The world blood donor day is celebrated on 14th June every year. This event was first started in the year 2004, to increase public awareness about the need for safe blood donation. Blood donors are the key role players as they donate life-saving gift of blood to a needy patient .At the present time, there is no substitute for blood. This year the theme of world blood donor day is “Blood connects us all”.
Which patients require blood?
According to the World Health organization ,the world over about 234 million major surgical procedures are performed every year, with 63 million people undergoing surgery for traumatic injuries, 31 million people as a part of cancer therapy and another 10 million for pregnancy-related complications. Modern medicine has conquered various diseases like cancer and complex surgical procedures such as liver, pancreatic and heart transplantation are performed with blood transfusions playing a key role to support such programs. Thalassemia children depend on blood for their very survival.
Where does the blood come from?
Blood transfusion is a core service within health care systems and individuals who donate their blood provide a unique contribution to the health and survival of others. Every country faces an ongoing challenge to collect sufficient blood from safe donors to meet national requirements. Blood donation by voluntary non-remunerated blood donors is recognized as being crucial for the safety and sustainability of national blood supplies. In India states like West Bengal and Maharashtra have a good voluntary donor system while other states strive to achieve 100% voluntary blood donations and are still dependant on the replacement donation by the family and friends of patients .Building a sustainable base of safe blood donors requires a long-term approach that requires the establishment of an effective voluntary blood donor program as well as improved public awareness and acceptance of the importance of blood donation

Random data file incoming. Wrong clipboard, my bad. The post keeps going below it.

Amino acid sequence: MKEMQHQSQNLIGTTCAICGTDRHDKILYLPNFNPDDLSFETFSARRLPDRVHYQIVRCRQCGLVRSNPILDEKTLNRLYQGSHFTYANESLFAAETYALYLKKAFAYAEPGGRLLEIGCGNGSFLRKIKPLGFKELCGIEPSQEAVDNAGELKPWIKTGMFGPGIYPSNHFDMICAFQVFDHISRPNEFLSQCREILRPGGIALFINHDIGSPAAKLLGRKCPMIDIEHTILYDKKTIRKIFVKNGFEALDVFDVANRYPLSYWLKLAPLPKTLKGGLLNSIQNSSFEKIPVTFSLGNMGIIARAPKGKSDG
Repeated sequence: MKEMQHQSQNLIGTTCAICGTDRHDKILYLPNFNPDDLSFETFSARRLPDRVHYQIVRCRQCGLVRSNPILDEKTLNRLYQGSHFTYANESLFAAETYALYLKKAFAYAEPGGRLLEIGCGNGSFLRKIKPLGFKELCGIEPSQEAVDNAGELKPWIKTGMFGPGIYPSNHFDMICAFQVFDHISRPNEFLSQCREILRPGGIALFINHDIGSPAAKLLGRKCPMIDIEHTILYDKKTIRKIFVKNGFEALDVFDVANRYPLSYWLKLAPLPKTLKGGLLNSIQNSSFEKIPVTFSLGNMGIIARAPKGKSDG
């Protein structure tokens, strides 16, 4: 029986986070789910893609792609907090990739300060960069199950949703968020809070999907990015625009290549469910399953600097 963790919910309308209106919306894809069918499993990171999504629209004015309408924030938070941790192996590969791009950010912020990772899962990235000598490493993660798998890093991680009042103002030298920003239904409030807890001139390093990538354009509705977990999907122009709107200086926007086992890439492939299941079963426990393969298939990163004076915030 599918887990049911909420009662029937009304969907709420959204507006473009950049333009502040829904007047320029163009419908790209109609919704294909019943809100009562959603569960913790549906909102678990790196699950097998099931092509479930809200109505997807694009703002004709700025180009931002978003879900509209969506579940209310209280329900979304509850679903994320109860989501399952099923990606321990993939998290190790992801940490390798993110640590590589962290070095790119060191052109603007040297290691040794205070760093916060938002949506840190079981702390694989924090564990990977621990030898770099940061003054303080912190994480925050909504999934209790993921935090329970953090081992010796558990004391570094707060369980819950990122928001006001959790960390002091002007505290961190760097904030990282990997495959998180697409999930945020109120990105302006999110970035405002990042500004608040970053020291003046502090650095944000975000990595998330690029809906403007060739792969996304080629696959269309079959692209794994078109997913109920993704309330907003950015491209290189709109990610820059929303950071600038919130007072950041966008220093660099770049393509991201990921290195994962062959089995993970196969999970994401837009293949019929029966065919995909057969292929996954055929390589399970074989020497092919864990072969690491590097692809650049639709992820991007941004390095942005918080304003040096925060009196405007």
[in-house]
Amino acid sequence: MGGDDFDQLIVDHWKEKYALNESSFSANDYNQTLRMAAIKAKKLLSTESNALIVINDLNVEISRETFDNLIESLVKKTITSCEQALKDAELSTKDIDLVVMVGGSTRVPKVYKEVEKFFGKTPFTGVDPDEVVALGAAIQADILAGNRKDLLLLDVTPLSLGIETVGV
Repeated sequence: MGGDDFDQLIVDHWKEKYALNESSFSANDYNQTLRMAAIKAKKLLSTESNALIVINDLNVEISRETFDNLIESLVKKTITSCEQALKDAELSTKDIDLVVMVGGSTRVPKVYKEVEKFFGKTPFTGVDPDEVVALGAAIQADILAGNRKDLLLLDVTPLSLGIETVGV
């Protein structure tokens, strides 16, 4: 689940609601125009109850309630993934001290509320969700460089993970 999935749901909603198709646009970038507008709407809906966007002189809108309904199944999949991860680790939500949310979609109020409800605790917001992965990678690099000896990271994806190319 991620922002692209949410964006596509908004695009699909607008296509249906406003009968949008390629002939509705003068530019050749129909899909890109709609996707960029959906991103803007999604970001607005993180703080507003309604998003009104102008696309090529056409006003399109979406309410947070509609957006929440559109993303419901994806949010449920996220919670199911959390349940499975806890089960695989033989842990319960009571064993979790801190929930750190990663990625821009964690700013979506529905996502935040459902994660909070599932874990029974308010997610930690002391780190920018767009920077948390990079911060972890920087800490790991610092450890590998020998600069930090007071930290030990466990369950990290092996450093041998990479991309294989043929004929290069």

Why should one donate blood?
According to a 2012 World Health Organisation (WHO) report, In India nine million units are collected annually, while the need is for 12 million units having a deficit of 3 million units. In order to make up this deficit there must be a good voluntary donor movement and every healthy individual must take it upon himself/herself to donate blood, in fact with a population touching one billion in our country, there should never be a dirth of blood donors
Basic facts on blood donation
A healthy person between the age of 18-65 can donate blood. The individual fills up a health questionnaire, undergoes a basic medical examination and if found fit, is allowed to donate blood either 350ml or 450 ml of blood. The blood thus donated is screened for blood borne infectious agents such as HIV, HBV, HCV, syphilis and malaria and if found to be free of these pathogens, the unit can be transfused to a patient. Blood is separated into blood components like packed cells, fresh frozen plasma, platelets etc.
Essentially from one single donation three components are prepared and thus it is said one blood donor saves three precious lives!
Dr Sudha Ranganathan, MBBS, DIM,
Consultant Transfusion Medicine,
Apollo Health City, Hyderabad